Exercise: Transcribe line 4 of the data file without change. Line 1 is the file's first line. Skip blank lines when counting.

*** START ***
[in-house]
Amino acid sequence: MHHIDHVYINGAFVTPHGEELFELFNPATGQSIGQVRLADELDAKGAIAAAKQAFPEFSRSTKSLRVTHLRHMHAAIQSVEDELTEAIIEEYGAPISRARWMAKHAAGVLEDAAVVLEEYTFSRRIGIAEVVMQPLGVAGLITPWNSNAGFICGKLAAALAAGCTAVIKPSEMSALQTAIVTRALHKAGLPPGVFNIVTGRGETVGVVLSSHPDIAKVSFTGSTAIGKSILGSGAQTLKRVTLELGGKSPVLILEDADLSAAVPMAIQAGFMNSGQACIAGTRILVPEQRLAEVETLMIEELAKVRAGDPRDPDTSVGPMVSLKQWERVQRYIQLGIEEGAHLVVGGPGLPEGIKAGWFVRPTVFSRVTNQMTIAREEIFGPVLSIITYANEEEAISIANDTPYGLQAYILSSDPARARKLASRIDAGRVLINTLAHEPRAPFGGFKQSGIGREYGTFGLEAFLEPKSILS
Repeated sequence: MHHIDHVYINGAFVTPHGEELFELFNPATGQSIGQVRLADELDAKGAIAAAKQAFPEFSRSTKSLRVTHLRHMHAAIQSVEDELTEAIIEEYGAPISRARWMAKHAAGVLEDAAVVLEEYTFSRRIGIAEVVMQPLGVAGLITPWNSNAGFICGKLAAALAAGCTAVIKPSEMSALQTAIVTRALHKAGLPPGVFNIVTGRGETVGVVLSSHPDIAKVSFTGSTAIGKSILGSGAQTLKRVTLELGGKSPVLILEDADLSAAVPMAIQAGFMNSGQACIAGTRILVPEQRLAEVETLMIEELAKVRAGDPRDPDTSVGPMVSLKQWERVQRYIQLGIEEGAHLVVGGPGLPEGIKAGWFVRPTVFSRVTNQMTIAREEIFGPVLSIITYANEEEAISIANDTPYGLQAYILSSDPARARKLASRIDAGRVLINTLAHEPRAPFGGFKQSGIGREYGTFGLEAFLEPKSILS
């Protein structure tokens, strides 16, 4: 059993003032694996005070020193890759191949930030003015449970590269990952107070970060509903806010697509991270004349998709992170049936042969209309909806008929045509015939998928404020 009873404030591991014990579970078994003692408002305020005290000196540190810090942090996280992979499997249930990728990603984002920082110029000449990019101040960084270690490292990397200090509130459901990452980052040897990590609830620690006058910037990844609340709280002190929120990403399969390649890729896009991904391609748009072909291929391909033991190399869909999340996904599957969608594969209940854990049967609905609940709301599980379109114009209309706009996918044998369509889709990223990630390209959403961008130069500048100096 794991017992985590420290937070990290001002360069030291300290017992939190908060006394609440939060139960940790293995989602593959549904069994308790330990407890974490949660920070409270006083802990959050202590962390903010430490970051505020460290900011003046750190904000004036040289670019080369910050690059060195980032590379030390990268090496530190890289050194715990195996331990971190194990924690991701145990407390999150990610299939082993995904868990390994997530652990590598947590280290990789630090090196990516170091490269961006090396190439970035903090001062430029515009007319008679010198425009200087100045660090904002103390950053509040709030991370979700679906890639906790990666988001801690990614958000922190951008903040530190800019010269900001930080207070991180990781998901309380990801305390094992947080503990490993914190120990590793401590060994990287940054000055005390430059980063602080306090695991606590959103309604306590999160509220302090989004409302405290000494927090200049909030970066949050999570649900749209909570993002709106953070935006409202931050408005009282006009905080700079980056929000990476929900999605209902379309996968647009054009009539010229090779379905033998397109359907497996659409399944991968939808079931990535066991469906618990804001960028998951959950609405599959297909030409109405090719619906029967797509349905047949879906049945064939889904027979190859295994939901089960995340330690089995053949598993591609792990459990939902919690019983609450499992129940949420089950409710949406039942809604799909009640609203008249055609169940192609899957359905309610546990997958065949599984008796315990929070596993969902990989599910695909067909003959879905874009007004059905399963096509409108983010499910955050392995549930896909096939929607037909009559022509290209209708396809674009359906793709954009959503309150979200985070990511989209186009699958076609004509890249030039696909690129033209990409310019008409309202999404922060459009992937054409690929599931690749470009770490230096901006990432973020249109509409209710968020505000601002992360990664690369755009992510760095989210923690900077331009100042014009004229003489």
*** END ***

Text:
């Protein structure tokens, strides 16, 4: 059993003032694996005070020193890759191949930030003015449970590269990952107070970060509903806010697509991270004349998709992170049936042969209309909806008929045509015939998928404020 009873404030591991014990579970078994003692408002305020005290000196540190810090942090996280992979499997249930990728990603984002920082110029000449990019101040960084270690490292990397200090509130459901990452980052040897990590609830620690006058910037990844609340709280002190929120990403399969390649890729896009991904391609748009072909291929391909033991190399869909999340996904599957969608594969209940854990049967609905609940709301599980379109114009209309706009996918044998369509889709990223990630390209959403961008130069500048100096 794991017992985590420290937070990290001002360069030291300290017992939190908060006394609440939060139960940790293995989602593959549904069994308790330990407890974490949660920070409270006083802990959050202590962390903010430490970051505020460290900011003046750190904000004036040289670019080369910050690059060195980032590379030390990268090496530190890289050194715990195996331990971190194990924690991701145990407390999150990610299939082993995904868990390994997530652990590598947590280290990789630090090196990516170091490269961006090396190439970035903090001062430029515009007319008679010198425009200087100045660090904002103390950053509040709030991370979700679906890639906790990666988001801690990614958000922190951008903040530190800019010269900001930080207070991180990781998901309380990801305390094992947080503990490993914190120990590793401590060994990287940054000055005390430059980063602080306090695991606590959103309604306590999160509220302090989004409302405290000494927090200049909030970066949050999570649900749209909570993002709106953070935006409202931050408005009282006009905080700079980056929000990476929900999605209902379309996968647009054009009539010229090779379905033998397109359907497996659409399944991968939808079931990535066991469906618990804001960028998951959950609405599959297909030409109405090719619906029967797509349905047949879906049945064939889904027979190859295994939901089960995340330690089995053949598993591609792990459990939902919690019983609450499992129940949420089950409710949406039942809604799909009640609203008249055609169940192609899957359905309610546990997958065949599984008796315990929070596993969902990989599910695909067909003959879905874009007004059905399963096509409108983010499910955050392995549930896909096939929607037909009559022509290209209708396809674009359906793709954009959503309150979200985070990511989209186009699958076609004509890249030039696909690129033209990409310019008409309202999404922060459009992937054409690929599931690749470009770490230096901006990432973020249109509409209710968020505000601002992360990664690369755009992510760095989210923690900077331009100042014009004229003489």